Saturday, April 19, 2008

Aggregating the Aggregators and the "Editorial Layer"

Just read an interesting post on the future of media consumption from Matt Dickman, digital marketing guru at Fleishman-Hillard and author of the Techno//Marketer blog. They've got a group of trendspotters that have taken a stab at what the future of the media business might look like (available as a downloadable .pdf here).

Of course, he's talking cutting-edge consumer culture, so it's a little trend-forward for the B2B world, but couple of things stood out for me as applicable to where this market we inhabit might be in 3, 5 and most definitely 10 years. Definitely worth a read, especially for gems like these few sentences about competing with your own "newsmaster" readers, and how media companies might adapt one of our advantages -- putting news into proper context -- to stay relevant.

RSS and the Growth of ‘Newsmasters’
As content floods the Web, RSS has made youth ruthlessly efficient media consumers. They are much better synthesizers of information than older generations and can handle many more information streams per day. However, many young people still desire editors to trim away the fat and give us the skinny on what’s cool, important, and newsworthy. As a result, RSS-based services with an editorial layer are beginning to emerge. RCRD LBL, a collection of free, exclusive tracks by handpicked artists gives access to tour dates, new tracks, artist information, and editorial content — all via RSS.
RSS will ultimately enable newsmasters to “set their preferences” and hone their feeds to perfection so they no longer have to do the work of combing through all news. This can only happen once they’ve specialized and refined their niches, or become hyper-aggregators (aggregating aggregators).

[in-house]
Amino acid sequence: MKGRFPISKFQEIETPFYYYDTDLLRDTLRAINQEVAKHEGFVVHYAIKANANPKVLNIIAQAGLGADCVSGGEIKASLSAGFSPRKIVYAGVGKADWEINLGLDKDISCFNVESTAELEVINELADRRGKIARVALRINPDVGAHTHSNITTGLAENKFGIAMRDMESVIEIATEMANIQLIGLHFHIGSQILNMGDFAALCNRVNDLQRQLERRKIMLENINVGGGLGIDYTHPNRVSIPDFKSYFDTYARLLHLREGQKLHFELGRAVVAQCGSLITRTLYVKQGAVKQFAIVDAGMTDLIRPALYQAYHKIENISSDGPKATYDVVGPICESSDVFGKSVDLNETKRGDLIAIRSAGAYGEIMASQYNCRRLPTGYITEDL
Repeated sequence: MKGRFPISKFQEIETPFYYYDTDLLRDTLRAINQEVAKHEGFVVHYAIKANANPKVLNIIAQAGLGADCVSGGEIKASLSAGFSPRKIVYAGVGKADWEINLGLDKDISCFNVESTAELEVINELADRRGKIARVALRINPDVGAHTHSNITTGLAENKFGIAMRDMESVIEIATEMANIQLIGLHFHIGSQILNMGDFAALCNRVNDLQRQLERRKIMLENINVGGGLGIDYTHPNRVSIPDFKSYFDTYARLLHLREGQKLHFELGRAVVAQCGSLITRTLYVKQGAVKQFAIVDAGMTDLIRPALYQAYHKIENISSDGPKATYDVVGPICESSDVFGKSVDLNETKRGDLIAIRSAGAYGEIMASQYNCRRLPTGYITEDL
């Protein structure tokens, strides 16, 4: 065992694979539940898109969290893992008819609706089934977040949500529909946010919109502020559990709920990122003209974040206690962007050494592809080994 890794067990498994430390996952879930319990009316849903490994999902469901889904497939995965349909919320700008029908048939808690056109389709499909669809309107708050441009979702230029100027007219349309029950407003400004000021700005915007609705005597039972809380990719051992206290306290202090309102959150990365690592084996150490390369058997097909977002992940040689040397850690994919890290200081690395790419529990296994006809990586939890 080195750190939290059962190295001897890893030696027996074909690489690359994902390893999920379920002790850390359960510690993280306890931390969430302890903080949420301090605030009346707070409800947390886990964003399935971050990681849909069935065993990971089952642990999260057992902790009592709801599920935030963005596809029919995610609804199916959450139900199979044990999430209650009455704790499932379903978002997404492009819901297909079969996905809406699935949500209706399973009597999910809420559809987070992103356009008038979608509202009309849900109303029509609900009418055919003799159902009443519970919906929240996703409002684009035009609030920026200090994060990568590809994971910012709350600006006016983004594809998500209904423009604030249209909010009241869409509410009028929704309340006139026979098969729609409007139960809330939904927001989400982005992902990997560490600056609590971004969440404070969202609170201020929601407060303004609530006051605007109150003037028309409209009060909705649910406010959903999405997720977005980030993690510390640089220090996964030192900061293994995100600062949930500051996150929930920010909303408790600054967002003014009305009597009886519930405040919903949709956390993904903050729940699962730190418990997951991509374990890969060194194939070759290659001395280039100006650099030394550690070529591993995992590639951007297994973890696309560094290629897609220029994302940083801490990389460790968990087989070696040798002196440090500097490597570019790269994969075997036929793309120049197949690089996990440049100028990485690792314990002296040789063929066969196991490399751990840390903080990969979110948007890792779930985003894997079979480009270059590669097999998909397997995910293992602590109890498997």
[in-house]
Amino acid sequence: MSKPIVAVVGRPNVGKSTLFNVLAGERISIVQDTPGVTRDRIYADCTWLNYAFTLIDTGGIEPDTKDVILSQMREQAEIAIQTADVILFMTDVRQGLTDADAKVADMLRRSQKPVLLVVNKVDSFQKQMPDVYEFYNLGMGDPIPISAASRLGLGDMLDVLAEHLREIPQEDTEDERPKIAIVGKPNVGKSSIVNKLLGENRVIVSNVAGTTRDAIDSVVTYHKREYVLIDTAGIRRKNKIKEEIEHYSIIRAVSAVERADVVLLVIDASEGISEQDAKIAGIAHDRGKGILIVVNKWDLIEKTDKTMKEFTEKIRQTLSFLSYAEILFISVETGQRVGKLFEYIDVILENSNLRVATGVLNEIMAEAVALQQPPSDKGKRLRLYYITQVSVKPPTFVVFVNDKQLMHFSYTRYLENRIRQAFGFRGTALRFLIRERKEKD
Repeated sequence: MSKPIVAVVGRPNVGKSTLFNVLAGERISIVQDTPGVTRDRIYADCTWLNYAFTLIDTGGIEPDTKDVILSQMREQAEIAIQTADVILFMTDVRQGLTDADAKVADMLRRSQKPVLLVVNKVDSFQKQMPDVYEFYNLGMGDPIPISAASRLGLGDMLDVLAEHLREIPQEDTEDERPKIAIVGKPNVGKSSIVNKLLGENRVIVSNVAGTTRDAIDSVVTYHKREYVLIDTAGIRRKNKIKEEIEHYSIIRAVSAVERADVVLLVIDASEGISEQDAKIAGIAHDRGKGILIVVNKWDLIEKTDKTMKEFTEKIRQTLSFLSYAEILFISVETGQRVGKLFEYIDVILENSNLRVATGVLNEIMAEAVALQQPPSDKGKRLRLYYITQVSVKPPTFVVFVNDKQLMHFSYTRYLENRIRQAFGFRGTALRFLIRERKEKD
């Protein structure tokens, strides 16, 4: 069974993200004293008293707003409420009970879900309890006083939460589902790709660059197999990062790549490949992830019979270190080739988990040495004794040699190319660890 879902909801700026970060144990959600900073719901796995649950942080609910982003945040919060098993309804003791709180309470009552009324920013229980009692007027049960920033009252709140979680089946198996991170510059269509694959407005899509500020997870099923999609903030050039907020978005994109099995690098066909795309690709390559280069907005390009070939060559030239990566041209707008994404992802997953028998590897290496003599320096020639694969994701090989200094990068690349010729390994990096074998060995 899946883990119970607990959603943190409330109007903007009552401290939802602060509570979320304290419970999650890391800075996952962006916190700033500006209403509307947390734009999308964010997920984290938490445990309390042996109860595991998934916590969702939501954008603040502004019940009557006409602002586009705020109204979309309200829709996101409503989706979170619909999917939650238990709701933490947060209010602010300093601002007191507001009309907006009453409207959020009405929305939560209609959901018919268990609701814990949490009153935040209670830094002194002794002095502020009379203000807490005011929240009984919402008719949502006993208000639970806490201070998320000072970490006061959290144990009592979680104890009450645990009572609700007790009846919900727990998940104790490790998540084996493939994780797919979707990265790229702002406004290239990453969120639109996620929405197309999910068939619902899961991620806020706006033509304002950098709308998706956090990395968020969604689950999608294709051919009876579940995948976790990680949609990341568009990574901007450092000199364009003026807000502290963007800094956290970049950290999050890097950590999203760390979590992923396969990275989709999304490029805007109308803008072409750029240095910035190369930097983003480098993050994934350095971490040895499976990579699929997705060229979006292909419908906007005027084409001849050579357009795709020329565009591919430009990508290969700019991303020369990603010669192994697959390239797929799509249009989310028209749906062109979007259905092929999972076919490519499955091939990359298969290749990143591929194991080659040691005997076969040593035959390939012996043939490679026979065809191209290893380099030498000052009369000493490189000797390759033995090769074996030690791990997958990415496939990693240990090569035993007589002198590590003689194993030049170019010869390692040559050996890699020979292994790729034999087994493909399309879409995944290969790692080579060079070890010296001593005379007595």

Sure, you might not be there yet. You might be nowhere near being an aggregator's aggregator. But it's about time to start that conversation.

Sunday, April 13, 2008

Digital tutorials, this time with rhythm...

I know there's been a lively debate, on Paul Conley's blog and elsewhere around the B2B community, about how journalists are supposed to acquire the training we need to compete in a WWW world.

A simple Google search is a good place to start; we've also posted some links on the ASBPE Cleveland tools page. That said, even a dedicated searcher might miss this gem -- m0serious, AKA the Poetic Prophet, AKA the SEO Rapper, has a YouTube channel that, if it doesn't help you learn everything about anything, at least will teach you how to talk about Web design and search engine optimization etc.

One quick example of the m0serious flow, on W3C (Web coding) compliance standards, and how they differ from common text formatting terminology:

"Don't use 'bold' -- please use 'strong' -- 'cause if you use 'bold' that's old and wrong."